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An opinion essay is a written work in which the writer expresses an opinion and supports that opinion with facts and examples. Unlike other types of essays, the opinion essay does not necessarily need to rely on hard facts; it can, instead, rely on the writer's opinion only, provided the writer can support his or her opinions with compelling arguments. The essay will consist of an opening paragraph with a thesis statement, supporting paragraphs, and a closing paragraph with an effective conclusion to the essay. Most essay writers should avoid using phrases such as "I think" or "I believe," but the opinion essayist is free to use such terms.
The opening paragraph of the opinion essay should consist of three basic parts: the hook, which draws the reader into the essay topic; the thesis statement, which is the main argument of the writer clearly stated in one sentence at the end of the paragraph; and the transition, which is a sentence or series of sentences that connects the hook to the thesis statement. The hook can be an example, a basic description of a scene, a quote, or other compelling sentence that will encourage the reader to keep reading. The thesis statement is a clear statement of the writer's opinion and the reason he or she has chosen that opinion. The transition helps connect the scenarios or examples of the hook to the writer's thesis, or opinion.
The supporting paragraphs of an opinion essay will all relate directly to the thesis; the point of these paragraphs is to explain why the writer believes his or her opinion on a matter is correct. These paragraphs may also serve to explain the opposing arguments; the writer can then work to discredit these arguments by presenting facts and other information that supports the writer's assertions.
The conclusion of the opinion essay is one paragraph that essentially summarizes what the essay was about. The goal for the writer is to give the reader the vital information he or she needs to remember once they finish reading the essay. This should not be a simple re-statement of the thesis, but instead a well crafted paragraph that provides a synopsis of the important facts and arguments presented. The writer should think carefully about what he or she wants the reader to continue thinking about once they have finished reading the essay and craft a paragraph to present those ideas.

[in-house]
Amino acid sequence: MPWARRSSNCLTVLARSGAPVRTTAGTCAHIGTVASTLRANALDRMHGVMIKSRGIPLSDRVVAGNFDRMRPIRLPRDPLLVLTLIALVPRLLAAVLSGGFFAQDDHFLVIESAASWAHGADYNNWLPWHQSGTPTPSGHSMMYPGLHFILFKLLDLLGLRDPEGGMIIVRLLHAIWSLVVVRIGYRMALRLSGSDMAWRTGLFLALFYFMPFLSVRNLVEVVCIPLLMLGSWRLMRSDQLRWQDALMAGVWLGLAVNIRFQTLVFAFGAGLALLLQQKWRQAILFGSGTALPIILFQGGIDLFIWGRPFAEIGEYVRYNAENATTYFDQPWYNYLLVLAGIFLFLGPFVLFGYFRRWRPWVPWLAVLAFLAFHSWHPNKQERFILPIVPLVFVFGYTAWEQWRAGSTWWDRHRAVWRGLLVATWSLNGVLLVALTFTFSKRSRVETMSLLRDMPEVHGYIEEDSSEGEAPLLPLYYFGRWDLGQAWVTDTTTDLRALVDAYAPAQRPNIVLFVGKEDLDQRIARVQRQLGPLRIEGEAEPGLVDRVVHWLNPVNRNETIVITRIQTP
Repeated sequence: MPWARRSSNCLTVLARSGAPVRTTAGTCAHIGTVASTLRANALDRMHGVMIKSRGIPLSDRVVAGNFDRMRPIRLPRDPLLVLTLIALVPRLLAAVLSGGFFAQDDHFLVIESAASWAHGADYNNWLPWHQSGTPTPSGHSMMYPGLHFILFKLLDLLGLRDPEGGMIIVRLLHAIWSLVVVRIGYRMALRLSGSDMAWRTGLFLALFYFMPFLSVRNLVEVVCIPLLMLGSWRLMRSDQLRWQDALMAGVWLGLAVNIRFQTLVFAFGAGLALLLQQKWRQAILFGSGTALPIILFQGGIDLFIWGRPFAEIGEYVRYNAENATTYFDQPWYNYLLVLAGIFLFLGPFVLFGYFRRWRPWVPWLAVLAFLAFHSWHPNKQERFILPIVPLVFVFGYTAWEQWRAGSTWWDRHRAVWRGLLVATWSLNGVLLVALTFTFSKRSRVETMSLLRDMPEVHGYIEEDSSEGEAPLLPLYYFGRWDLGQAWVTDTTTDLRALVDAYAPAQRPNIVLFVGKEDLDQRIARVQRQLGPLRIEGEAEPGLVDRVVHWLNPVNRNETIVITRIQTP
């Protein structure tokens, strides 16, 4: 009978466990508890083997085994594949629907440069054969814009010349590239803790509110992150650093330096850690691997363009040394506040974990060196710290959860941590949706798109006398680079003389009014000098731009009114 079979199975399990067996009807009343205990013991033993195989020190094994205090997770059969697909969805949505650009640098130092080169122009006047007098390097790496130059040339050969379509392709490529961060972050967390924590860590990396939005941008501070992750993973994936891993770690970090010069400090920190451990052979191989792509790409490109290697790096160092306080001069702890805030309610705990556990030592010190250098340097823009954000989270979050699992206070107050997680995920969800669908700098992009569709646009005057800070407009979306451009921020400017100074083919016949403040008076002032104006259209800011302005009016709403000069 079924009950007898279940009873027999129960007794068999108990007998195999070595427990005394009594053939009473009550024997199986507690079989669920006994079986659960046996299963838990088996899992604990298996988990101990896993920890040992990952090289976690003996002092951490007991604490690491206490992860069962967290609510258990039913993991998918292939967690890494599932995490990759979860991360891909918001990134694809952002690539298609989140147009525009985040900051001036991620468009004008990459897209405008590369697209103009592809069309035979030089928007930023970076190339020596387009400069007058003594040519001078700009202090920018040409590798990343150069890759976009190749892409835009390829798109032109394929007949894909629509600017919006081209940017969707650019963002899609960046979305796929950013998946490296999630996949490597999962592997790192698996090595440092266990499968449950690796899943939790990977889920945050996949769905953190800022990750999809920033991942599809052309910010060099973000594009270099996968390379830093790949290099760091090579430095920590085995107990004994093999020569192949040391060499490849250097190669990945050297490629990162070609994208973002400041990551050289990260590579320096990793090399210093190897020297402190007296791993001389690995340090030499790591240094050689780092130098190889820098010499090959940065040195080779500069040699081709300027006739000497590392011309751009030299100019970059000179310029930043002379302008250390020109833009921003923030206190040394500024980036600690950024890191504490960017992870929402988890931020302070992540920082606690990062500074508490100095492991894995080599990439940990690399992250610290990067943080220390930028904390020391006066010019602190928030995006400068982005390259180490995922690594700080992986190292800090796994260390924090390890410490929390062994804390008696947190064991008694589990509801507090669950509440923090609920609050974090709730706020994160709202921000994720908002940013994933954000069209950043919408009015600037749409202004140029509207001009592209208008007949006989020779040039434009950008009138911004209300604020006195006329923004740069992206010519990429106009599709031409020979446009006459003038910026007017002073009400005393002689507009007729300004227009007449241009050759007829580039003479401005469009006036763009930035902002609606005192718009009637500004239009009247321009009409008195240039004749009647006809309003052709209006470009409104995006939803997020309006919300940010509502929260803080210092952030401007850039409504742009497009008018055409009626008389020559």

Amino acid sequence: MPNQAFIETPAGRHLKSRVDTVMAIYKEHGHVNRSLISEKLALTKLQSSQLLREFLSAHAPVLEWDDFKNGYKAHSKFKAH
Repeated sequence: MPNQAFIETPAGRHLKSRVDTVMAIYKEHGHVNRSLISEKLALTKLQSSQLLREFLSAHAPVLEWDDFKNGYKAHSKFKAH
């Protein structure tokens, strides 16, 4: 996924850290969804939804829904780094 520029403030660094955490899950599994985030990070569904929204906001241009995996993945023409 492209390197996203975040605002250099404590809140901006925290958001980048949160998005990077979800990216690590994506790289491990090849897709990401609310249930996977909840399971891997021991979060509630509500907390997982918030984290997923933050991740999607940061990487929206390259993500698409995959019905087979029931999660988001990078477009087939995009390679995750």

@jennythelib - I like your idea of using professional models. Writing an opinion essay in class can seem like an artificial exercise, and even though op-ed pieces will generally follow a different format, it's good for students to see that this is a genre that does, indeed, exist in the "real" world.
The mistake that a lot of students - and adult - make is thinking that an "opinion" doesn't have to be backed up with facts. They say, "Well, that's my opinion," as if there's nothing further to say.
Of course, nothing could be further from the truth. Opinions can't be "wrong," but they can certainly be ill-informed. An opinion essay must include research and facts from which arguments are drawn.
As a librarian, I often help students find op-ed pieces as opinion essay samples. A bonus is that it can help them come up with ideas - a lot of op-ed pieces have a fairly narrow political focus, but others deal with more essay-friendly topics.
I've actually noticed that these professional writers rarely say "I think" or "I believe." They just lay out their arguments and sort of assume that the reader is following and agreeing - that no reasonable person would do otherwise. It's actually quite powerful.
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